CFP: Ephemerality and Durability in Early Modern Visual and Material Culture
September 27-28, 2013
Call for graduate/early career participants
Scholars have increasingly turned their attention to the "materiality" of early modern things, exploring not only what women and men expected from visual and material culture but also what sorts of demands the materiality of these things placed on their makers, users, and viewers. This conference will explore why some early modern things endure while others did not. Were the short lives of some things determined by their material constitution? Did "ephemeral" things perish on account of use and abuse? How did religious, political, and artistic values contribute to survival or loss? What role did chance and neglect play in these processes? How do we study artifacts that have not survived, or which have survived only in fragmented and altered states?
We seek papers that consider the fragility and robustness of early modern things and explore the diverse ways in which the materials of early modern life were experienced and put to use. Papers might consider the ways in which things activated sensory experiences, engaged their beholders' notions of time, or influenced (and were influenced by) the customs, memories, and habits of early modern viewers and users. Through reconsideration of those early modern contexts that shaped the ephemerality and durability of material culture, this conference further seeks to pose questions about how these things are now shaped by their presence in (or absence from) museums, libraries, and archives.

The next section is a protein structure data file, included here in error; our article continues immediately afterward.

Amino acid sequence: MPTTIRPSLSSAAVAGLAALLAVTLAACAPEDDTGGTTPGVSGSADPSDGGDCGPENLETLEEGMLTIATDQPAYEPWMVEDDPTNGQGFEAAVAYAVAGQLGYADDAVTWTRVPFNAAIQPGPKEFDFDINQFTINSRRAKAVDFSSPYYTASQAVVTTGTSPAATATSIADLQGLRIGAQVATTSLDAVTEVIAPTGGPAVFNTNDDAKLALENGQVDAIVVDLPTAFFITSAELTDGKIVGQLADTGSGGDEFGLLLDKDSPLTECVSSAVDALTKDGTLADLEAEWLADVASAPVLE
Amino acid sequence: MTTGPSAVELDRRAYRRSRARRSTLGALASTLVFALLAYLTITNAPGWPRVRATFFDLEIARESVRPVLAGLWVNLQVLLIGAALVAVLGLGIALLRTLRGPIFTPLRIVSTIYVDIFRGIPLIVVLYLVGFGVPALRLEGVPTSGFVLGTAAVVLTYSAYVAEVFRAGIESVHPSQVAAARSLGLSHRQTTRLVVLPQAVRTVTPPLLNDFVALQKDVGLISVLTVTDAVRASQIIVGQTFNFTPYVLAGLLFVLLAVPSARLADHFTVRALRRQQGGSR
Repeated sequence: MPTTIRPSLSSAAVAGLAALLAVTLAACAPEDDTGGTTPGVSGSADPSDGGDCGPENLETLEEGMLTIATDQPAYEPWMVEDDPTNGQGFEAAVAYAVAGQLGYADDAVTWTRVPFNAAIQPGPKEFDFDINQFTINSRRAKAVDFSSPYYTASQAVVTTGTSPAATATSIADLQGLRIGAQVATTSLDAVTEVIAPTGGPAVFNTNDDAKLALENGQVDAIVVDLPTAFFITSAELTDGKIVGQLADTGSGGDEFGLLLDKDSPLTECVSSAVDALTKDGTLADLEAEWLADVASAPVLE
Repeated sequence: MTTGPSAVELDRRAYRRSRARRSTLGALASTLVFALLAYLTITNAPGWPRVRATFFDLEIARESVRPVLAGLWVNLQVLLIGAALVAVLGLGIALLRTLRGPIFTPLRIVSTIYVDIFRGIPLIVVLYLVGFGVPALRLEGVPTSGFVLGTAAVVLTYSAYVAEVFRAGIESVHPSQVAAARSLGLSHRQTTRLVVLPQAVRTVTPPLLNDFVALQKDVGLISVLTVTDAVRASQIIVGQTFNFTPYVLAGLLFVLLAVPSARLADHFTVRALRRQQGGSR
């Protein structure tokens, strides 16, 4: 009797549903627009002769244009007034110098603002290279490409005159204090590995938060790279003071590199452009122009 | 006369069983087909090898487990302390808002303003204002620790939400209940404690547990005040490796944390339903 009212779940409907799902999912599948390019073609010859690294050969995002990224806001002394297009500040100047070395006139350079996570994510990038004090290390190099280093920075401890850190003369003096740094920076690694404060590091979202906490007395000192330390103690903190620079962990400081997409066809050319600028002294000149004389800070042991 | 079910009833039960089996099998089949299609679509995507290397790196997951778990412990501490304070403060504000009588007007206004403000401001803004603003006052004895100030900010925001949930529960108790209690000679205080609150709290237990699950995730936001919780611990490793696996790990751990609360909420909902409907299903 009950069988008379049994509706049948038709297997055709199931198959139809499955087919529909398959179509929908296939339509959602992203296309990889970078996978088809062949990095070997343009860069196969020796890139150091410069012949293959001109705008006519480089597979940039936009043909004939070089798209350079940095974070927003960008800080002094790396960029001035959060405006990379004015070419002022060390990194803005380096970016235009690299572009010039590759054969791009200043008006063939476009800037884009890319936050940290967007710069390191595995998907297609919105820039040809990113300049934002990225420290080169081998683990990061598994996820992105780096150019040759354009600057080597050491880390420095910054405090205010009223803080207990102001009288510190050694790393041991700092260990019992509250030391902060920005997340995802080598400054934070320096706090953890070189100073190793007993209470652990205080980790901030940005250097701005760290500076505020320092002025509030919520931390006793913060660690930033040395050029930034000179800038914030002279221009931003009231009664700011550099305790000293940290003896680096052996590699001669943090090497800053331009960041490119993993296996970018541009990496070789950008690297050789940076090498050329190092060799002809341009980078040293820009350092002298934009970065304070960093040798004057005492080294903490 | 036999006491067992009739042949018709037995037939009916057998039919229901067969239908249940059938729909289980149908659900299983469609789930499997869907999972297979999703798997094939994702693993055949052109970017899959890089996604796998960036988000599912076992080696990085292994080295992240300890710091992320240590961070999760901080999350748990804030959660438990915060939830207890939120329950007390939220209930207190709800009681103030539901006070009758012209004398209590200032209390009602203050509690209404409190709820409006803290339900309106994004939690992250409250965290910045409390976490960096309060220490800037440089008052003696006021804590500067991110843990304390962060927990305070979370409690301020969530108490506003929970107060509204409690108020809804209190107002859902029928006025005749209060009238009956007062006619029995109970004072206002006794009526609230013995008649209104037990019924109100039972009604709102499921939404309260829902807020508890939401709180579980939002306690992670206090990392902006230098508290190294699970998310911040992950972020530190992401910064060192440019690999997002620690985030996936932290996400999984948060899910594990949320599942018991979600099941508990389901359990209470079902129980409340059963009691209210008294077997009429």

The conference will be an opportunity for graduate students and early career researchers to present their work with established local and international scholars. Confirmed participants include Prof. Sean Roberts (USC), Prof. Daniela Bleichmar (USC), Prof. Alexander Marr (Cambridge), and Melissa Calaresu (Cambridge). Those interested in participating should send a 250 abstract and a CV to firstname.lastname@example.org by Friday, June 28, 2013.
USC-Huntington Early Modern Studies Institute Email: email@example.com
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